If I saved a penny every time somebody told me that they were developing (or have developed) the next big thing, I would be, well, better off.
I always appreciate the enthusiasm and passion in people who dedicated their energy to develop the product they believe in. Then, I start with my standard list of questions:
- What problem does your product solve?
- Who cares about solving this problem?
- Are they willing to pay for the solution? Can they afford it? How much would they pay?
- What is your business model? How does it work?
- How do you plan to go to market? Who are your early adopters? Why did you choose them?
- So on so forth…
Actually, most of the time, the answer to the first question is a laundry list of things the product could do. Not specific, not targeted, but a list of things customers could do with this great product. I can barely go beyond the second or third question before the person’s eyes glaze over or they tell me that they will figure out the answers once development is done and they get to market.
This scenario repeated itself enough times and with both entrepreneurs and large organizations that I decided to put together the following framework for implementing innovative solutions and commercializing them.
As the diagram indicates, business is a never-ending cycle. Those who learn how to constantly improve their capabilities and remain relevant to markets stay in business. Others (hopefully) quickly or, in many cases, slowly go into oblivion.
So, if you are an entrepreneur hoping to build a business around your idea or an intrapreneur bringing the next line of business in an organization, where do you start? I aim to answer this question with the above framework:
- Business Design
Start here! Before embarking on development, identify the problem you intend to solve – SPECIFICALLY! Find out who suffers from the problem the most and whether or not they are willing to pay someone to make it go away. Then, at least create a cursory understanding of how you would make money delivering this solution.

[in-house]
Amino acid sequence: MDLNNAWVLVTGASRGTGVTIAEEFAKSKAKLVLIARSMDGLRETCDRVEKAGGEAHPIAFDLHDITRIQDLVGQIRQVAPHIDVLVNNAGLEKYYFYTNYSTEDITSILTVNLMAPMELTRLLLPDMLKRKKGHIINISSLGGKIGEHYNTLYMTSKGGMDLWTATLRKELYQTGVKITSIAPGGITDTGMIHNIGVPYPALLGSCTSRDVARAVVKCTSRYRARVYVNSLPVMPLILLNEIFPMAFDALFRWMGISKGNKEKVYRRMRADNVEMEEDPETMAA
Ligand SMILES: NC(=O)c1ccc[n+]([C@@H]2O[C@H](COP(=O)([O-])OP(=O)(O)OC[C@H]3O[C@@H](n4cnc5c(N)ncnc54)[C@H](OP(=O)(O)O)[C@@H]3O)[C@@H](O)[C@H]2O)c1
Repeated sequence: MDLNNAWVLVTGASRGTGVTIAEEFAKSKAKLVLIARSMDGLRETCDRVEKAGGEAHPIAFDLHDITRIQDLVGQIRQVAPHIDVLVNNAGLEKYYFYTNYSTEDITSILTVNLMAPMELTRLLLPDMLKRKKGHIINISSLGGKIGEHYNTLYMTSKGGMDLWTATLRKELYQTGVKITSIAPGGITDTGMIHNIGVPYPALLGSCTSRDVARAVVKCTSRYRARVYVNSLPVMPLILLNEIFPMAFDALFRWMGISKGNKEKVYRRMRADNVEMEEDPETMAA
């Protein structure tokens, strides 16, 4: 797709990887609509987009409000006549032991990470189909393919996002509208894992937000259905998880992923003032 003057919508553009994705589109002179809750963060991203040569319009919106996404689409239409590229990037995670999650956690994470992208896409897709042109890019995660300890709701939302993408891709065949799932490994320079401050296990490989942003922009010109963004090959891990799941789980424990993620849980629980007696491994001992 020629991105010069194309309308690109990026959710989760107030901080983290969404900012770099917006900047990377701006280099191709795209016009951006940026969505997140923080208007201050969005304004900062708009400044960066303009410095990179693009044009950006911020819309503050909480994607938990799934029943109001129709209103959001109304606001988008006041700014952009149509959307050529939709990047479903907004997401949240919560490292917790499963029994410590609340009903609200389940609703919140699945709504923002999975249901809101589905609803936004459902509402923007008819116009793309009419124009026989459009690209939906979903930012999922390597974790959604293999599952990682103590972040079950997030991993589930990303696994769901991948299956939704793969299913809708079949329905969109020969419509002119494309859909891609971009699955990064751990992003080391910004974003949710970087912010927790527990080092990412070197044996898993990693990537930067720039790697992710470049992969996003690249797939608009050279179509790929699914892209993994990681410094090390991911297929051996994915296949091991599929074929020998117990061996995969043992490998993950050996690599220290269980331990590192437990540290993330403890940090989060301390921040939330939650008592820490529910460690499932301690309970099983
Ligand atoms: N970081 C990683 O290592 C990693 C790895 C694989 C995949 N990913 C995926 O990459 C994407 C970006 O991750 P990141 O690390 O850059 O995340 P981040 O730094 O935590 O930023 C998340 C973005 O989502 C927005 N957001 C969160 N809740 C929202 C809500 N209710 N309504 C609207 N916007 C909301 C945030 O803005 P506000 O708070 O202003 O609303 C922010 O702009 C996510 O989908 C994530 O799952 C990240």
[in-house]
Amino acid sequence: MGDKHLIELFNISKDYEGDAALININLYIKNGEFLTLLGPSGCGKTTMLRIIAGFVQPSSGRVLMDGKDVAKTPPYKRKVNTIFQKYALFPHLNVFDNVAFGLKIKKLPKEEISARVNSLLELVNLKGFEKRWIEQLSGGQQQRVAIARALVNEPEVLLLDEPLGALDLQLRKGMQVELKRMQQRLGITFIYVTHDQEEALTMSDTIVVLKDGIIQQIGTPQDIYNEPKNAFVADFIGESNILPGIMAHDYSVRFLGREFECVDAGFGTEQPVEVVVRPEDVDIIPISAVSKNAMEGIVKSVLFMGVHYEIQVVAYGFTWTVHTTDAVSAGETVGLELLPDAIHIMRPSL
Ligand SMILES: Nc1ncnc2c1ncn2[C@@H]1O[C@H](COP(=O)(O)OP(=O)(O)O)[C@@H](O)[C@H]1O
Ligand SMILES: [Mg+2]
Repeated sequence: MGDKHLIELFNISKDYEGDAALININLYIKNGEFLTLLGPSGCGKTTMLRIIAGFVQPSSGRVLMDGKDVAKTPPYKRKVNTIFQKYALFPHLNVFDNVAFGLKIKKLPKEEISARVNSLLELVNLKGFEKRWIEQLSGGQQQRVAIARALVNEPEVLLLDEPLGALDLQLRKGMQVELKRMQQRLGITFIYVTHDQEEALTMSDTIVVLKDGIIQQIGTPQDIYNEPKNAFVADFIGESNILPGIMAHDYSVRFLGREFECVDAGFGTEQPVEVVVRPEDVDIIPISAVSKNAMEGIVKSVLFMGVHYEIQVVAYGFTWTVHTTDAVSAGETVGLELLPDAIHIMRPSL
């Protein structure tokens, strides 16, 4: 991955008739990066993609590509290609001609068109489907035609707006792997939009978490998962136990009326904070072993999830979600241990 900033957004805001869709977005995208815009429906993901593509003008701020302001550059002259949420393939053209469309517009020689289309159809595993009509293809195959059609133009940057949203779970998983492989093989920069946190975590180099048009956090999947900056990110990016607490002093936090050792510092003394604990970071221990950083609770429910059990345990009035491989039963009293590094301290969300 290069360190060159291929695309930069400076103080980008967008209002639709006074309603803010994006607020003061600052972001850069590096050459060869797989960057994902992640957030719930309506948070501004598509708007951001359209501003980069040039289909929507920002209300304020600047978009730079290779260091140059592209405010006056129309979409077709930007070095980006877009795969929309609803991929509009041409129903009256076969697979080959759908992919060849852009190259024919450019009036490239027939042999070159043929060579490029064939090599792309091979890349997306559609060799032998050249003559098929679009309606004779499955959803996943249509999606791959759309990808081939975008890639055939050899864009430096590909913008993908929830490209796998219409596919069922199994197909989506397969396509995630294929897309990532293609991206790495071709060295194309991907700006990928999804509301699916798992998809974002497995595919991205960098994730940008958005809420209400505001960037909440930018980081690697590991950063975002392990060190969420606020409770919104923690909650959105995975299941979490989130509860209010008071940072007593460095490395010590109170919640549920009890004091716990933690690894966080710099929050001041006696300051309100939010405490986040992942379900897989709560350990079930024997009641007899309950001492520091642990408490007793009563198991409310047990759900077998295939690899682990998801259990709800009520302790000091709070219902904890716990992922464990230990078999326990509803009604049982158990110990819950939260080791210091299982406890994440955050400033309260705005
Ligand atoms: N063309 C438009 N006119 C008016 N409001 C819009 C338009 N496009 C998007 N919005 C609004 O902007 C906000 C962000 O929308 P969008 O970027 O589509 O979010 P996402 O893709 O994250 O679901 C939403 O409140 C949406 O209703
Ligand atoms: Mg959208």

- Go-To-Market Strategy
Next, give some thought to how you would penetrate the market you identified in Step 1. How do you plan to penetrate target markets and how do you plan to attract their attention? Who is that particular person you need to get on your side? Do you know what they care about, how they make their decisions, what constraints (eg. regulatory, budget cycles) they have to deal with?
OK, now go for development. And, develop to impress those targets you identified in step 2, not the whole world. And, validate your product quickly and as cheaply as possible. Identify the key features your targets care about and get it into their hands early. Find out what works and what wows your customers. Get their feedback before investing much effort, time and money into the nitty gritty details of product development.
This is where you go for a bigger splash. Chances are you do not want to launch to the whole world at once. What will your cycles look like? Do you have a solid sales process and plan? How do you learn from market response and how do you act?
You can only improve what you monitor and you cannot monitor everything. Choice of what matters to your business and creating appropriate business intelligence infrastructure is hard work. Many entrepreneurs think that this step only applies to large organizations and they do not need to worry about it. ABSOLUTELY WRONG! If you do not monitor how your business is doing, you will never succeed in the following cycles.
This brings me to the last point I want to make: business is a continuous learning and adapting exercise. The job is not finished when the product gets to market, it is just starting. I have successfully used this framework both for brand-new commercialization and for iterative improvements. I hope it helps you too.
I welcome your comments on my blog. Please share this posting if you find it helpful. If you have any questions, comments or thoughts, I would love to hear from you.
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